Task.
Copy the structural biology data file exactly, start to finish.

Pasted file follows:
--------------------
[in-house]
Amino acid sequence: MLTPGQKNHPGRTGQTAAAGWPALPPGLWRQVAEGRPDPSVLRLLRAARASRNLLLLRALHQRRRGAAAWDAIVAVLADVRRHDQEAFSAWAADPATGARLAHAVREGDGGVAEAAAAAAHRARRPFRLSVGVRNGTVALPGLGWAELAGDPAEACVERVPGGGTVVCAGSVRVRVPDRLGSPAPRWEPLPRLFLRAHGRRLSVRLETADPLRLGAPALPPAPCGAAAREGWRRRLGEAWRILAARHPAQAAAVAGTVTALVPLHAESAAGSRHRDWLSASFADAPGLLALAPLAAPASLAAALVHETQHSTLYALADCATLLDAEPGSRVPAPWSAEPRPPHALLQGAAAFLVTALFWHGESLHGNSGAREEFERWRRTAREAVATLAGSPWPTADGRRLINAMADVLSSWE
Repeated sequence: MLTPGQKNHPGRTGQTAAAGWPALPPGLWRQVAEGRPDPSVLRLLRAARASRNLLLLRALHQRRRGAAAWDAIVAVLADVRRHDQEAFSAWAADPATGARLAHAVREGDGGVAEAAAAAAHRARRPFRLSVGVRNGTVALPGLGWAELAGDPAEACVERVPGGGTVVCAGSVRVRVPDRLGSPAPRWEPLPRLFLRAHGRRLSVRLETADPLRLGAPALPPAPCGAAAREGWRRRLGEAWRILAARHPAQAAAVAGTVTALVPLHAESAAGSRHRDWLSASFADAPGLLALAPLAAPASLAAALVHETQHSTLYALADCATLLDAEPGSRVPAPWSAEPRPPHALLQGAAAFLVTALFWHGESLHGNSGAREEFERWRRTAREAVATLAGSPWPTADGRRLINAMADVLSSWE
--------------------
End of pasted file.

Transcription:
[in-house]
Amino acid sequence: MLTPGQKNHPGRTGQTAAAGWPALPPGLWRQVAEGRPDPSVLRLLRAARASRNLLLLRALHQRRRGAAAWDAIVAVLADVRRHDQEAFSAWAADPATGARLAHAVREGDGGVAEAAAAAAHRARRPFRLSVGVRNGTVALPGLGWAELAGDPAEACVERVPGGGTVVCAGSVRVRVPDRLGSPAPRWEPLPRLFLRAHGRRLSVRLETADPLRLGAPALPPAPCGAAAREGWRRRLGEAWRILAARHPAQAAAVAGTVTALVPLHAESAAGSRHRDWLSASFADAPGLLALAPLAAPASLAAALVHETQHSTLYALADCATLLDAEPGSRVPAPWSAEPRPPHALLQGAAAFLVTALFWHGESLHGNSGAREEFERWRRTAREAVATLAGSPWPTADGRRLINAMADVLSSWE
Repeated sequence: MLTPGQKNHPGRTGQTAAAGWPALPPGLWRQVAEGRPDPSVLRLLRAARASRNLLLLRALHQRRRGAAAWDAIVAVLADVRRHDQEAFSAWAADPATGARLAHAVREGDGGVAEAAAAAAHRARRPFRLSVGVRNGTVALPGLGWAELAGDPAEACVERVPGGGTVVCAGSVRVRVPDRLGSPAPRWEPLPRLFLRAHGRRLSVRLETADPLRLGAPALPPAPCGAAAREGWRRRLGEAWRILAARHPAQAAAVAGTVTALVPLHAESAAGSRHRDWLSASFADAPGLLALAPLAAPASLAAALVHETQHSTLYALADCATLLDAEPGSRVPAPWSAEPRPPHALLQGAAAFLVTALFWHGESLHGNSGAREEFERWRRTAREAVATLAGSPWPTADGRRLINAMADVLSSWE